Over the years, the peaceful coexistence, interaction, and relationships between people have been jeopardized by factors such as gender, class, and racial discrimination. Among these, one of the struggles believed to define the 20th century is gender discrimination. This period was marked by the struggle between Western powers for third world countries in Asia, Latin America, and Africa. In Africa, to be specific, the 20th century saw the whites discriminate and harshly treat blacks because of the difference in racial background and skin color. The discrimination was influenced by beliefs among whites that they were superior and more civilized than blacks. Doris Lessing in “The Old Chief Mshlanga” highlights that as a result of racial discrimination and inequality, black people served the whites, who settled in various parts of the African continent. Lessing adds that blacks worked as per the instructions of the white people, and this saw the former change seasons and move from one farm to the other, which was in accordance with the outlandish needs of the white people.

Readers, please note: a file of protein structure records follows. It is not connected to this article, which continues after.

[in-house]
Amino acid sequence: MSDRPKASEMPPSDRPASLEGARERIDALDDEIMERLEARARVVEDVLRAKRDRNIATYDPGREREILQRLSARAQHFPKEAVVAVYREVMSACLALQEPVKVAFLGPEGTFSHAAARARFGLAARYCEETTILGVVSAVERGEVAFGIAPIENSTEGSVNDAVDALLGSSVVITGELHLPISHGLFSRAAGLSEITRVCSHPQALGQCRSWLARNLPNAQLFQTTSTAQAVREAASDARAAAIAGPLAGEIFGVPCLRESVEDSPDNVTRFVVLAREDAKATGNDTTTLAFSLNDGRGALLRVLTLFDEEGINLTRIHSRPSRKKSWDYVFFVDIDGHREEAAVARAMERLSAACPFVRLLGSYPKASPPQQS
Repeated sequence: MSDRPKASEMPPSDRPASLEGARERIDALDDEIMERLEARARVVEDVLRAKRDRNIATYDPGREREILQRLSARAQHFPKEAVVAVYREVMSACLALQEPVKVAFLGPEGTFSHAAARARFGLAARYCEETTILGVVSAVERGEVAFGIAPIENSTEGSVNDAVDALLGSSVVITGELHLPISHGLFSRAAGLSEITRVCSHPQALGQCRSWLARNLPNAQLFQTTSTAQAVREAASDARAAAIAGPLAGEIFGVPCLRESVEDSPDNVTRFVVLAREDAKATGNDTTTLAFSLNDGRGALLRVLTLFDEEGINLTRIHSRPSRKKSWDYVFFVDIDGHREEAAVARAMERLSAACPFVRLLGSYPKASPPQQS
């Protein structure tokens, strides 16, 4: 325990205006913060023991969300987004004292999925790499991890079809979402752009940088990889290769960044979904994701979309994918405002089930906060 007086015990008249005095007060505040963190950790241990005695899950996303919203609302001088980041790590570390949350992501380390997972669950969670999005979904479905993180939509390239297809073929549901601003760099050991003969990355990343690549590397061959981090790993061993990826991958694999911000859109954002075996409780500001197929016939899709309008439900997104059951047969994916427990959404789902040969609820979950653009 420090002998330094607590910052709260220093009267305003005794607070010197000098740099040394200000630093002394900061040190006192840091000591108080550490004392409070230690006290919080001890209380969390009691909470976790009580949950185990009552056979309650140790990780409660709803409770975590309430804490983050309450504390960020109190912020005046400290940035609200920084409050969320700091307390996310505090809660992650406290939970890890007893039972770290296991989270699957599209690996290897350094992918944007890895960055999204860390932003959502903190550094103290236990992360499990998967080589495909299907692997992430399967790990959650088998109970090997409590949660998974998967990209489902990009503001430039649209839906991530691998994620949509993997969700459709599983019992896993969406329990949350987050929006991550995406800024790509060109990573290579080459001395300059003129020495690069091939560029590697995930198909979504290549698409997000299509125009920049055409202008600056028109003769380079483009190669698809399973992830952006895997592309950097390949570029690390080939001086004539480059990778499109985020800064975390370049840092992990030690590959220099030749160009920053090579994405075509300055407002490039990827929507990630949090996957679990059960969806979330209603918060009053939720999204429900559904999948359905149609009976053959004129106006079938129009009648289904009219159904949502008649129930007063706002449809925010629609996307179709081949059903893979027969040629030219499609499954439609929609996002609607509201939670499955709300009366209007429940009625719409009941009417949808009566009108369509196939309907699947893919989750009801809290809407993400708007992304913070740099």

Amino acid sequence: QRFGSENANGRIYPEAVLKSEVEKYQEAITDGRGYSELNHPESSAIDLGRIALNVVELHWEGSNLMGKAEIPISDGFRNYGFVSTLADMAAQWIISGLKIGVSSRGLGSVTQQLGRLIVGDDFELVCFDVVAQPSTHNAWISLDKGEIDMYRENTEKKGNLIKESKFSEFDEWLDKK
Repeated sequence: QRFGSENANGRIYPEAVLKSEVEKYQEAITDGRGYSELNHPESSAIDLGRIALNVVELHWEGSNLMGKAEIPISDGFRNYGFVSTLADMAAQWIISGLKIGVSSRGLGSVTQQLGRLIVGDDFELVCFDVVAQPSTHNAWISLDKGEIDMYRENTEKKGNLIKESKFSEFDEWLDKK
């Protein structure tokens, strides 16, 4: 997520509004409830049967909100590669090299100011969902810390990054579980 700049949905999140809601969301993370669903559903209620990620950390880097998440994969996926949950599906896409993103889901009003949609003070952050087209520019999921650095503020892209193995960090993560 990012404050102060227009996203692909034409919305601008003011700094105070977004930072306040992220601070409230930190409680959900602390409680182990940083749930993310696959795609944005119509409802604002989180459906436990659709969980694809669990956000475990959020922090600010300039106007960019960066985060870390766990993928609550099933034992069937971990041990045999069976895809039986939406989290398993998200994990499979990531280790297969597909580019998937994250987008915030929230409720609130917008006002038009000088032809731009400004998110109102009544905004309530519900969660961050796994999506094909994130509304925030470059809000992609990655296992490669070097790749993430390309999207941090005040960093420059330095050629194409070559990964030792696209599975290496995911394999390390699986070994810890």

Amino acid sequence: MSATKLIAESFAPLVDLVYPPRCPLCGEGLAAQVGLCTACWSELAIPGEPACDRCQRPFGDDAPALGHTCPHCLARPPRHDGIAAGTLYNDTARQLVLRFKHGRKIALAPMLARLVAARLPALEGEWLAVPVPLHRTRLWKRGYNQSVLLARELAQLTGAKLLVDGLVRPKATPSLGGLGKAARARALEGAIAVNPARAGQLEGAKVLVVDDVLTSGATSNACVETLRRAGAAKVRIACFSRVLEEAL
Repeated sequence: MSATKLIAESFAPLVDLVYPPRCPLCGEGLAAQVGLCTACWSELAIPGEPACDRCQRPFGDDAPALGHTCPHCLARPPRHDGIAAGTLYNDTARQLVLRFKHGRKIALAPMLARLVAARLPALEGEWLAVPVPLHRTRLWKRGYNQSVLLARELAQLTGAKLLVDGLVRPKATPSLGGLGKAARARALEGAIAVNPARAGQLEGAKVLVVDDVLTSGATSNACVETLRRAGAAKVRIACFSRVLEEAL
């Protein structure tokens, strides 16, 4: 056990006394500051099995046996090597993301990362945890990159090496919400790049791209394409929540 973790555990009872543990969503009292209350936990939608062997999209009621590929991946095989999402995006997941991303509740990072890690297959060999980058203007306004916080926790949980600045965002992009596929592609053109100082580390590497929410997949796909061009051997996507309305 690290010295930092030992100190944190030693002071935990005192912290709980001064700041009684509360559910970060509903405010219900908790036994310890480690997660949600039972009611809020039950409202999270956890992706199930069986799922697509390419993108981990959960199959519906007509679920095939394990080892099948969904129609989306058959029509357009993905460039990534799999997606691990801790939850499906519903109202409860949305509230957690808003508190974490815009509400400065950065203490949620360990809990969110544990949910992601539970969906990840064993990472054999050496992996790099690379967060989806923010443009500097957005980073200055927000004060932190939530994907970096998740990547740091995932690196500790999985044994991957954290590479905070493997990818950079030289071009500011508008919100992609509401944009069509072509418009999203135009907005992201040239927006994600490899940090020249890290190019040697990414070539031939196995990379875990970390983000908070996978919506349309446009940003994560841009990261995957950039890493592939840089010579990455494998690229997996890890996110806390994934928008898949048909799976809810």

Although there is an emphasis on human equality in modern society, the racial problem in the 20th century saw white people develop hatred and negative attitudes towards blacks. Lessing underscores this by giving an example of a white child who took blacks for granted and could go to the extent of calling black servants to pick up her book if she dropped it several yards away. Racial discrimination is also highlighted in Lessing’s book where white people could make fun of blacks and set dogs on them and watch them run. Surprisingly, during the 20th century, white people saw no problem in racially discriminating blacks and other races. This struggle has no place in modern society given the emphasis on equality and peaceful coexistence between humans notwithstanding the race.